- Mahinda urges brokers to venture overseas, market post-war Sri Lanka among foreigners; reach out and educate rural investors
- Cautions against pump and dump, thereby avoid sharp price fluctuations endangering innocent investors
- Brokers say ASI dropping 2,000 points, PE down to 13 times from 26 create conducive environment for relaxed rules
|President Mahinda Rajapaksa stresses a point during his meeting with members of the Colombo Stock Brokers Association at Temple Trees yesterday along with officials – Pic by Sudath Silva
The country’s beleaguered stockbrokers yesterday got what is perhaps a new lease of life after a two-hour engagement inclusive of lunch with President Mahinda Rajapaksa, a development described as unprecedented, given it being CSBA's first-ever interaction with a Head of State.
The Colombo Stock Brokers Association (CSBA) led by its President Sriyan Gurusinghe and CEOs of member firms, including top fund managers such as Asanga Seneviratne, had a positive interaction with the President, who was accompanied by Economic Development Minister Basil Rajapaksa, Secretary to the President Lalith Weeratunga, Secretary to Treasury Dr. P.B. Jayasundera, senior officials of the Central Bank and others.
The President had assured the brokers that their recommendations (six in all – see box) would be favourably considered and referred to relevant institutions (SEC and the CSE) for a final decision to achieve interest of all stakeholders.
“We had a very positive meeting with the President and we are very grateful to him for listening to our views on the current crisis faced by the Colombo stock market and priority recommendations to rectify the situation,” a delighted CSBA Chief Gurusinghe told the Daily FT yesterday. He said that President Rajapaksa gave a patient hearing as well as shared some of his insights along with his vision with regard to ensuring a vibrant capital market.
Minister Basil Rajapaksa and Dr. Jayasundera had also shared some of their views on the importance and challenges of the capital market. “I think the meeting saw emphasis from both sides that a vibrant capital market is important to the country, the Government, listed companies, brokers and investors,” Gurusinghe said.
“On our part, CSBA recommendations were aimed at immediately restoring confidence, which is key to the revival of the market,” he added.
President Rajapaksa had stressed that brokers must venture out to promote post-war rebounding Sri Lanka in the capital market overseas, thereby drawing more foreign investors whilst educating and encouraging new investors locally.
“You must drive the stock market internationally and locally. Expand your reach within Sri Lanka and outside and harness untapped money, thereby increasing the capital market’s contribution to the economy,” the President had said.
Appearing to be well-briefed or versed on some of the recent developments, the President had stressed that the market must avoid sharp volatility or price fluctuations so as to minimise losses of those who buy on the rise. “People’s money must be safeguarded,” the President had added, in an indirect reference to the pumping and dumping scenario.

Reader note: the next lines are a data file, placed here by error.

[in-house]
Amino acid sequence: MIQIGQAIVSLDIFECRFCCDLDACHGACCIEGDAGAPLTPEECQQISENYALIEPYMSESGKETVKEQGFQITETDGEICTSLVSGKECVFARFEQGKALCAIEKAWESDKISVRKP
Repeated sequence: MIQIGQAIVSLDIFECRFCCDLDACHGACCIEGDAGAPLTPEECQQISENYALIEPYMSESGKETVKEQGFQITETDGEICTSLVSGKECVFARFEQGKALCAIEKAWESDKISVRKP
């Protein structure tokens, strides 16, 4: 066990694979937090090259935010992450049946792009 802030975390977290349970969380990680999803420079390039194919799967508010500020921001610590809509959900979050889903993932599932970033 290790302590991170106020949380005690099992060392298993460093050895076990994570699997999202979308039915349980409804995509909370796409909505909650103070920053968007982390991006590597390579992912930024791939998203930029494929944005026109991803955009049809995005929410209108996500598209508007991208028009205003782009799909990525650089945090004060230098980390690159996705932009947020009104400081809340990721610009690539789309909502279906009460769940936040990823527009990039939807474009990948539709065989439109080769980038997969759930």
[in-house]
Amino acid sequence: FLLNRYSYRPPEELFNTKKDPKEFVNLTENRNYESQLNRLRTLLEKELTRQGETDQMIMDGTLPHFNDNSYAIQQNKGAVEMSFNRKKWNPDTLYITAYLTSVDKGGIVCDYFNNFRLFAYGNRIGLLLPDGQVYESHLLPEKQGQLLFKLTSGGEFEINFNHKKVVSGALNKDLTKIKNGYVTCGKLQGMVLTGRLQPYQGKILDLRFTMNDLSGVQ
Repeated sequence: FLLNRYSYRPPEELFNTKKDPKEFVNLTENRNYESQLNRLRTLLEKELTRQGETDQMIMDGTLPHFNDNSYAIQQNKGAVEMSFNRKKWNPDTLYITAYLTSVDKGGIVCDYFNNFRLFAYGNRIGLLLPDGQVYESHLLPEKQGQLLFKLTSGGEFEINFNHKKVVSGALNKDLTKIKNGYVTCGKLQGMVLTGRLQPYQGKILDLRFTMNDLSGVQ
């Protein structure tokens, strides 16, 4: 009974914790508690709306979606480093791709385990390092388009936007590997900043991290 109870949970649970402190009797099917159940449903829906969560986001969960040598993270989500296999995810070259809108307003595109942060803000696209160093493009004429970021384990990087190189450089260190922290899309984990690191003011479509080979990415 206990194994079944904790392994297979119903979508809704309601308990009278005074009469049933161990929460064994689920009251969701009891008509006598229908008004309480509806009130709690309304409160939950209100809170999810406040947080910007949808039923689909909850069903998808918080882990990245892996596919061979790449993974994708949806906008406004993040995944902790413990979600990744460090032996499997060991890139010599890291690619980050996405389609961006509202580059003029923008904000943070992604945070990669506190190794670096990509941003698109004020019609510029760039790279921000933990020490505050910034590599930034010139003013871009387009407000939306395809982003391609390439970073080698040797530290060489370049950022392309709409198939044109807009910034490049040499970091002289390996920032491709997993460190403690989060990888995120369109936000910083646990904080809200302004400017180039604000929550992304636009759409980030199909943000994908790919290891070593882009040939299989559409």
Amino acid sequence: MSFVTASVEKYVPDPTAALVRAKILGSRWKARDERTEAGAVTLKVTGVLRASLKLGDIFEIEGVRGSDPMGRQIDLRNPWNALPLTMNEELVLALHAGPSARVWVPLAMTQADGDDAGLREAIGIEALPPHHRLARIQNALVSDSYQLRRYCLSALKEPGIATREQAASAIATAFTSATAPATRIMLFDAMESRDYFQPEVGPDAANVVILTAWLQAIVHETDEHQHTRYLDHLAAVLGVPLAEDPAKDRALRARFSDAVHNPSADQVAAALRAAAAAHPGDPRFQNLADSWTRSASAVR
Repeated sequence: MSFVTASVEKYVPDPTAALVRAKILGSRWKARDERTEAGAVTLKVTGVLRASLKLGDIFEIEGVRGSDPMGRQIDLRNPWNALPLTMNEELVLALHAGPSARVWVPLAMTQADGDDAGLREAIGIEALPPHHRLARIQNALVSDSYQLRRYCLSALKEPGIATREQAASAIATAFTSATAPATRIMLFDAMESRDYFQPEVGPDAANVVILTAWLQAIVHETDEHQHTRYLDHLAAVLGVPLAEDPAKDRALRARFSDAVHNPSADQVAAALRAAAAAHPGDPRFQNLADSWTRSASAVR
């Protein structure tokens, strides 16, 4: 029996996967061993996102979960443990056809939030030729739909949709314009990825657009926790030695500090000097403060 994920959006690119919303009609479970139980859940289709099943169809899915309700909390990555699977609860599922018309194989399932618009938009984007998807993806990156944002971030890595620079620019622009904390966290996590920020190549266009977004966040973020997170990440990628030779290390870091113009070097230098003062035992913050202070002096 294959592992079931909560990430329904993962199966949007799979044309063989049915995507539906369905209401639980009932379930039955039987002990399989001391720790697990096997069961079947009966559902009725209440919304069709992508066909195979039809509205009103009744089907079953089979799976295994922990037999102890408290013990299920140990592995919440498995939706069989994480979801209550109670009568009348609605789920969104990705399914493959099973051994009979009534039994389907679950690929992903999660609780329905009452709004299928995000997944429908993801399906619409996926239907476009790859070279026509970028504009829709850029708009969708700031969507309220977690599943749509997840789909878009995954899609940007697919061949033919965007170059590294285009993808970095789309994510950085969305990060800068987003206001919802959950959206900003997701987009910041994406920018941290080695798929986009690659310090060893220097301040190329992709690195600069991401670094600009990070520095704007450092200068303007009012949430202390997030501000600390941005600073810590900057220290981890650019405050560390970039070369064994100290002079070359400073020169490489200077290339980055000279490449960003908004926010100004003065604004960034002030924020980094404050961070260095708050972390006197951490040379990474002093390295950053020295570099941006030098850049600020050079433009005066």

The importance of more listings as well as investor education was also emphasised by the President, who is also the Minister of Finance and under whose purview the Securities and Exchange Commission functions.
Apart from Gurusinghe, several other CSBA members also spoke on the market’s crisis. President Rajapaksa and the team had been told that dwindling activity and the market’s downturn – symbolising loss or lack confidence – was despite sound macroeconomic fundamentals, impressive corporate earnings and attractive valuations. It was pointed out that the Price Earnings (PE) Ratio of the market had come down to 13 times from 26 times a year ago, whilst the ASI had dipped by 2,000 points.
These were among factors cited by brokers as to the right environment being in place for relaxed credit rules and removal of price bands with the replacement of circuit breakers for price discovery and transparency.
The impression conveyed by brokers was that the volatility or heat of the market was long gone and there was space in the market now to relax previously-required stringent rules. “What we asked from the President were things which we can control or by which we can improve the market on an urgent basis,” a broker told the Daily FT.
It was also pointed out that more firms were keen to list on the CSE, but the crisis had put their plans on hold, whilst the appetite for IPOs had come down too. On this, Dr. Jayasundera had chipped in saying IPOs had mostly drawn applications via bank guarantees but brokers had clarified that even if they were excluded, retail applications had absorbed the good IPOs.
Whilst brokers had said they welcomed good regulation, they had noted that the manner in which regulations were introduced, their timing and sequencing was important, rather than being rushed or implemented haphazardly.
The CSBA meeting with the President was hot on the heels of it having separate discussions with the CSE and the SEC. Gurusinghe said both institutions were informed about their planned meeting with the President whilst sharing some of the recommendations broadly.
At the meeting with the SEC last week, CSBA had requested an increase in the limit of broker credit exposure. The SEC Commissioners are scheduled to meet once again today to review and reconsider CSBA recommendations.
Though there are some reservations over the CSBA directly meeting the President without the intervention of either the SEC or the CSE, analysts said that President Rajapaksa would refer the brokers’ recommendations back to the SEC for consideration and take action accordingly.